Pflügers Archiv

, Volume 360, Issue 1, pp 25–44 | Cite as

The hydraulic conductivity of the rat proximal tubular wall determined with colloidal solutions

  • A. E. G. Persson
  • J. Schnermann
  • B. Ågerup
  • N. -E. Eriksson


The hydraulic conductivity of the rat proximal tubular wall was determined using colloidal solutions perfused in short (50–200 μm) (SMP) or long (90–2000 μm) (LMP) proximal tubular segments. In SMP human serum albumin (HSA) or polyvinylpyrrolidone (PVP) was added to raffinose solutions. AL p of 0.019 nl·min−1·mm−1·mm Hg−1 was found when high colloid concentrations were used while values of 0.055–0.092 were found when low colloid concentrations were used. In other experiments, theL p was determined by perfusing short tubular segments with pure raffinose solutions. A value of 0.015 nl·min−1·mm−1·mm Hg−1 was found. This is twice the value found when raffinose solutions were perfused through long tubular segments and it is concluded that the short microperfusion technique overestimatesL p with a factor of two.

When microperfusions of long tubular segments were conducted, PVP was added to an equilibrium solution consisting of NaCl (110 mM) and raffinose (80 mM).L p was found to be 0.018–0.021 when high colloid concentrations were used, while a value of 0.029 was found when a low colloid concentration was used.

As found in both SMP and LMP a decrease inL p 's with increasing colloid concentrations indicates that a significant influence of radial concentration differences is highly probable. It is therefore suggested that the highestL p derived when using the lowest colloid concentrations represents the best estimate. With thisL p value (0.03–0.05 nl·min−1·mm−1·mm Hg−1) and the existing transtubular hydrostatic and oncotic pressure difference it can be calculated that these passive forces might constitute the driving force for 1/3 of the fluid reabsorbed in the proximal tubule.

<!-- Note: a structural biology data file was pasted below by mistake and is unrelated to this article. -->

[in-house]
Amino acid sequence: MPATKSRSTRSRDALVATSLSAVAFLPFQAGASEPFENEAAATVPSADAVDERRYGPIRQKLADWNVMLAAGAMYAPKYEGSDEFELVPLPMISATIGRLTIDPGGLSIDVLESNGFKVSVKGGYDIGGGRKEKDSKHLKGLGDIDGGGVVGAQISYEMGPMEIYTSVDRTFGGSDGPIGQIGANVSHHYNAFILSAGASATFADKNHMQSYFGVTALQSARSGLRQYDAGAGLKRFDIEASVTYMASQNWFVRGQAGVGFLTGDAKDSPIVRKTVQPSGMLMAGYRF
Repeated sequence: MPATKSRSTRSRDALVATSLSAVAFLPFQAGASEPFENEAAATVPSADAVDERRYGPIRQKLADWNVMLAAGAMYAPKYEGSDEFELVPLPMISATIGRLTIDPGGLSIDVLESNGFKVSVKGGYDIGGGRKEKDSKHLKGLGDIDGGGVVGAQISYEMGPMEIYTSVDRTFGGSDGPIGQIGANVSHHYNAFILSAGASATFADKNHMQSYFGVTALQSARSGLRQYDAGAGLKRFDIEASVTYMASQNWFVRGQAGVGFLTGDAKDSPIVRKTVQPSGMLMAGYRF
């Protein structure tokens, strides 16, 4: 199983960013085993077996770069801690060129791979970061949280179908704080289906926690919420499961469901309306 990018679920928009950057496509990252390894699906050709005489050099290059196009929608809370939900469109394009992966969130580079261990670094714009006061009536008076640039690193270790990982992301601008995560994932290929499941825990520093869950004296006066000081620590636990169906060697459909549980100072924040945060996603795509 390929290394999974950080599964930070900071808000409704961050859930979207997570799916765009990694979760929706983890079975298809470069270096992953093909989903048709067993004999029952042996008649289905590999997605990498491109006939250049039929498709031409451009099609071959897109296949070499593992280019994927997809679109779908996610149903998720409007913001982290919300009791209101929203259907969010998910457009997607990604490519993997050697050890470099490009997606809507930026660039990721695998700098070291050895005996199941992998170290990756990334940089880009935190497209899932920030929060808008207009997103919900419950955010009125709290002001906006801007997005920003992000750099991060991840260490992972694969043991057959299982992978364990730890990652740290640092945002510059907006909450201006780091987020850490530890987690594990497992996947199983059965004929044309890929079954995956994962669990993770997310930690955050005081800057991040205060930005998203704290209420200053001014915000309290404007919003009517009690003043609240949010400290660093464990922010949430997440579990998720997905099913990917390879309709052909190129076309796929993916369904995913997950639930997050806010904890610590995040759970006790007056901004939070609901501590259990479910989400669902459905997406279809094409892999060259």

Key words

Proximal Tubule Microperfusion Technique Colloidal Solutions Hydraulic Conductance 


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Copyright information

© Springer-Verlag 1975

Authors and Affiliations

  • A. E. G. Persson
    • 1
    • 2
  • J. Schnermann
    • 1
    • 2
  • B. Ågerup
    • 1
    • 2
  • N. -E. Eriksson
    • 1
    • 2
  1. 1.Department of Physiologie and Medical Biophysics, Biomedical CenterUniversity of UppsalaSweden
  2. 2.Physiologisches InstitutUniversität MünchenGermany

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